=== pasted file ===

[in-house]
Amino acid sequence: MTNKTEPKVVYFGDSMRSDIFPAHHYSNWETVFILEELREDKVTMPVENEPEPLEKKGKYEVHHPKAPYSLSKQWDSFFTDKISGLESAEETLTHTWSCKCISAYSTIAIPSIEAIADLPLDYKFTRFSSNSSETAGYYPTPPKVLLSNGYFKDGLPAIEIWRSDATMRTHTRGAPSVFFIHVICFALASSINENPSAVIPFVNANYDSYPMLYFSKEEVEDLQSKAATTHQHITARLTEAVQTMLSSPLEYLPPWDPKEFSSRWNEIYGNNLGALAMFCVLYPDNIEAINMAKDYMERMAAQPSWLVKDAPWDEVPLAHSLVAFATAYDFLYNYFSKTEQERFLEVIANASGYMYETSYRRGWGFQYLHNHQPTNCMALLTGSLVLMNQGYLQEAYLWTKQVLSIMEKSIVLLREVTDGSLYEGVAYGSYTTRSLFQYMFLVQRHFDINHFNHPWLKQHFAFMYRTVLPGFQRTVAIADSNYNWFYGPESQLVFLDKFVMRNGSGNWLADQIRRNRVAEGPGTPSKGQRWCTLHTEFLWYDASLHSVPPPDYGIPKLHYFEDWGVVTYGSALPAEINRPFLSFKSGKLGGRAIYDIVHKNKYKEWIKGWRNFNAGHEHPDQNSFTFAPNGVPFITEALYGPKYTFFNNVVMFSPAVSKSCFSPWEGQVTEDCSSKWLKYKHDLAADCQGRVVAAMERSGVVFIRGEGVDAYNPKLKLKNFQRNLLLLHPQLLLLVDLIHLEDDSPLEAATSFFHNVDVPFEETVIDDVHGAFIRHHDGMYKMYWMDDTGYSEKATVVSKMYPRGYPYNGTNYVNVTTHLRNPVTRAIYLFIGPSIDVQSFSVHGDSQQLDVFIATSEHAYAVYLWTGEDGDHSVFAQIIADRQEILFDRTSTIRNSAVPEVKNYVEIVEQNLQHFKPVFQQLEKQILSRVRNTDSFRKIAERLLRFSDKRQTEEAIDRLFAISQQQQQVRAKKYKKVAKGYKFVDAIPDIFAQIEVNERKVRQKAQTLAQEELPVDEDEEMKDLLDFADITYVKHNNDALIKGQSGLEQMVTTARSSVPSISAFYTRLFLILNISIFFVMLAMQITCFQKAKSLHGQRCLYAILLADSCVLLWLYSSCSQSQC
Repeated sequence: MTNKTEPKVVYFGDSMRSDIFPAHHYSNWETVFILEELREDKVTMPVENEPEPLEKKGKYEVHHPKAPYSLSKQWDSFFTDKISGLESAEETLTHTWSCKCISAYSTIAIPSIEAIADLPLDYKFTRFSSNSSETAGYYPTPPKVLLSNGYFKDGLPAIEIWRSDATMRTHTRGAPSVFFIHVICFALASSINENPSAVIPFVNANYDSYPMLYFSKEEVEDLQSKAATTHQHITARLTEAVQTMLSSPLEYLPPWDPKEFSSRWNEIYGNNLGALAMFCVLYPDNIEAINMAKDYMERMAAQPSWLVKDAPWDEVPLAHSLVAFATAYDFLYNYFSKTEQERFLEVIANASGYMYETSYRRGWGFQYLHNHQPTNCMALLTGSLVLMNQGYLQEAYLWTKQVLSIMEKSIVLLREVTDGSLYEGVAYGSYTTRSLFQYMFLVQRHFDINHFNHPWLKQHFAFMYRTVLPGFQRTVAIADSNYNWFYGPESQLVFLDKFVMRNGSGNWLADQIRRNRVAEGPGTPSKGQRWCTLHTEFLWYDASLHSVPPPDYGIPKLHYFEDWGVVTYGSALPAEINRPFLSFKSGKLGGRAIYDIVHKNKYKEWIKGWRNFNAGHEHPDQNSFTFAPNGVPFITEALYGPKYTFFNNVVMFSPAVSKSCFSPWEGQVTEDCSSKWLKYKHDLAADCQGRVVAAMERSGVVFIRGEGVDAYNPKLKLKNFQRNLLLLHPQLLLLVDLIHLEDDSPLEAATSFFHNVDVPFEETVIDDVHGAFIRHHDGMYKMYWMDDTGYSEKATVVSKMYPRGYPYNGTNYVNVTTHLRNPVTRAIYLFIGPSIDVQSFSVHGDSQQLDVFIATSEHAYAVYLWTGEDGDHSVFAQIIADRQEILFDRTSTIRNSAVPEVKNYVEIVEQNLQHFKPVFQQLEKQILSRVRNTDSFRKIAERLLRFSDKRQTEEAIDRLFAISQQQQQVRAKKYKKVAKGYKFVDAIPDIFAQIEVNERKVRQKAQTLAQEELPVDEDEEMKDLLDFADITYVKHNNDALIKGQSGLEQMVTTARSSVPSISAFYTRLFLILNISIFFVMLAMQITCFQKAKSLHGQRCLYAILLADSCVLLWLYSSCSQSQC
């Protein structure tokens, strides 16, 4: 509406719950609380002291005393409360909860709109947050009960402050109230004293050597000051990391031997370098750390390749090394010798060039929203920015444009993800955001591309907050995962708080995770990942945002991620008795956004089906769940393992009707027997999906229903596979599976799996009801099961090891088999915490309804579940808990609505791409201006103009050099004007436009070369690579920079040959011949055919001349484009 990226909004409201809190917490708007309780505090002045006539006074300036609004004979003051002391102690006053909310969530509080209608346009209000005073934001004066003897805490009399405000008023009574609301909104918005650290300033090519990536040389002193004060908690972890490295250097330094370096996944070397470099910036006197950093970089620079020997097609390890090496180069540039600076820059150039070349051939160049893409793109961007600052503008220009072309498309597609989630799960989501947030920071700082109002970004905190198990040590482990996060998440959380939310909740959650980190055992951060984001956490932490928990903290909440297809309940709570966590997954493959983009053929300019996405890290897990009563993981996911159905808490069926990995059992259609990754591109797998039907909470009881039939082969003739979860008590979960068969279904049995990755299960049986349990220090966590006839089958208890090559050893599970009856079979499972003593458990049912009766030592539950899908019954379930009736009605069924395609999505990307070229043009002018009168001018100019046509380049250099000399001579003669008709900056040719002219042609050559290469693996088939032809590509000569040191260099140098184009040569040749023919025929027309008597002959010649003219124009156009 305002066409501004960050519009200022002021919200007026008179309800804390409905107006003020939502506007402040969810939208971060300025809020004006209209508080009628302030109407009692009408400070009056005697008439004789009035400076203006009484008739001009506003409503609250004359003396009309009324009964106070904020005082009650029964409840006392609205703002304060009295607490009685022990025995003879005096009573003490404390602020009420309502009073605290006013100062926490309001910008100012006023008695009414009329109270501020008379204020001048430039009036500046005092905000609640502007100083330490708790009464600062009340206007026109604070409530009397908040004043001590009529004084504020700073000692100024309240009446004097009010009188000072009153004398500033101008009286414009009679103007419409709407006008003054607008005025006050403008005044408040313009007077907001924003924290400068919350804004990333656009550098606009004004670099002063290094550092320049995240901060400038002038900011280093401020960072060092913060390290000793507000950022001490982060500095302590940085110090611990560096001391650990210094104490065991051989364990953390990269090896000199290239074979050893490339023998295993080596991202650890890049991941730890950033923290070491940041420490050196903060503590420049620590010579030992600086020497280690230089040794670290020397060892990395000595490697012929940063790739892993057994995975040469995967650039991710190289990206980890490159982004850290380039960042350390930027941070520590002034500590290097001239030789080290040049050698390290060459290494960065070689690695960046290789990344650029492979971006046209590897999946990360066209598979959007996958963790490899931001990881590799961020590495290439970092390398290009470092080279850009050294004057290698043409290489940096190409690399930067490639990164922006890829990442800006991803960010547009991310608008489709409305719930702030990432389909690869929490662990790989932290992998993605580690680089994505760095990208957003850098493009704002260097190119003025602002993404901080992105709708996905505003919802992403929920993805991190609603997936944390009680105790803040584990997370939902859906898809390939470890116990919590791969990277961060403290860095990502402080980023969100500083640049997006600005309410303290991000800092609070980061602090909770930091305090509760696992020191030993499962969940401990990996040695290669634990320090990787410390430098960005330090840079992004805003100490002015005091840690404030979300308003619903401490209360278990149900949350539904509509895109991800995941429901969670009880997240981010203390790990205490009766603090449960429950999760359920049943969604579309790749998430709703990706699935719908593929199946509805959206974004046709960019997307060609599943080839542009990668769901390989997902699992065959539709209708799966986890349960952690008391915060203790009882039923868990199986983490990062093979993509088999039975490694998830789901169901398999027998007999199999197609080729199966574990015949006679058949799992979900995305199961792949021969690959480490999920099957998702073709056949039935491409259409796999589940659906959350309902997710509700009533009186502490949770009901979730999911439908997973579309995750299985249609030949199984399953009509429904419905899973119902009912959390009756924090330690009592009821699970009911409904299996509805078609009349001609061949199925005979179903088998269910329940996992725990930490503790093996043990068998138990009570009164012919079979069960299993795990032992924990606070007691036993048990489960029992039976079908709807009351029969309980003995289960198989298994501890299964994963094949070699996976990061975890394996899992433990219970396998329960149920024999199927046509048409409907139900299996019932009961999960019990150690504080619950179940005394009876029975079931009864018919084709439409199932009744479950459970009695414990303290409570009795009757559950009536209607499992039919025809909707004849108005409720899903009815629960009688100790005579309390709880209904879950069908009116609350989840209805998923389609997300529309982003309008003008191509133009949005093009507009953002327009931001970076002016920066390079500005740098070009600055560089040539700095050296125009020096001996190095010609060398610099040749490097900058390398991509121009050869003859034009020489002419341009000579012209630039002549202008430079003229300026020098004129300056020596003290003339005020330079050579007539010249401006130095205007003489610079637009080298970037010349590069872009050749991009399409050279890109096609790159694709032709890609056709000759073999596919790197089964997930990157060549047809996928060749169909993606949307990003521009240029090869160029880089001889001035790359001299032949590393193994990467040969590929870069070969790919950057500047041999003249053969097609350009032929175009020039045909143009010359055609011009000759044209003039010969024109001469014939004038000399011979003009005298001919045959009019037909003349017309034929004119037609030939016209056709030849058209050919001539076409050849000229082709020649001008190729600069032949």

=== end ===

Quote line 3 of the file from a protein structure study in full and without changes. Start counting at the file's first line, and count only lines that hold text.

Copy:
Repeated sequence: MTNKTEPKVVYFGDSMRSDIFPAHHYSNWETVFILEELREDKVTMPVENEPEPLEKKGKYEVHHPKAPYSLSKQWDSFFTDKISGLESAEETLTHTWSCKCISAYSTIAIPSIEAIADLPLDYKFTRFSSNSSETAGYYPTPPKVLLSNGYFKDGLPAIEIWRSDATMRTHTRGAPSVFFIHVICFALASSINENPSAVIPFVNANYDSYPMLYFSKEEVEDLQSKAATTHQHITARLTEAVQTMLSSPLEYLPPWDPKEFSSRWNEIYGNNLGALAMFCVLYPDNIEAINMAKDYMERMAAQPSWLVKDAPWDEVPLAHSLVAFATAYDFLYNYFSKTEQERFLEVIANASGYMYETSYRRGWGFQYLHNHQPTNCMALLTGSLVLMNQGYLQEAYLWTKQVLSIMEKSIVLLREVTDGSLYEGVAYGSYTTRSLFQYMFLVQRHFDINHFNHPWLKQHFAFMYRTVLPGFQRTVAIADSNYNWFYGPESQLVFLDKFVMRNGSGNWLADQIRRNRVAEGPGTPSKGQRWCTLHTEFLWYDASLHSVPPPDYGIPKLHYFEDWGVVTYGSALPAEINRPFLSFKSGKLGGRAIYDIVHKNKYKEWIKGWRNFNAGHEHPDQNSFTFAPNGVPFITEALYGPKYTFFNNVVMFSPAVSKSCFSPWEGQVTEDCSSKWLKYKHDLAADCQGRVVAAMERSGVVFIRGEGVDAYNPKLKLKNFQRNLLLLHPQLLLLVDLIHLEDDSPLEAATSFFHNVDVPFEETVIDDVHGAFIRHHDGMYKMYWMDDTGYSEKATVVSKMYPRGYPYNGTNYVNVTTHLRNPVTRAIYLFIGPSIDVQSFSVHGDSQQLDVFIATSEHAYAVYLWTGEDGDHSVFAQIIADRQEILFDRTSTIRNSAVPEVKNYVEIVEQNLQHFKPVFQQLEKQILSRVRNTDSFRKIAERLLRFSDKRQTEEAIDRLFAISQQQQQVRAKKYKKVAKGYKFVDAIPDIFAQIEVNERKVRQKAQTLAQEELPVDEDEEMKDLLDFADITYVKHNNDALIKGQSGLEQMVTTARSSVPSISAFYTRLFLILNISIFFVMLAMQITCFQKAKSLHGQRCLYAILLADSCVLLWLYSSCSQSQC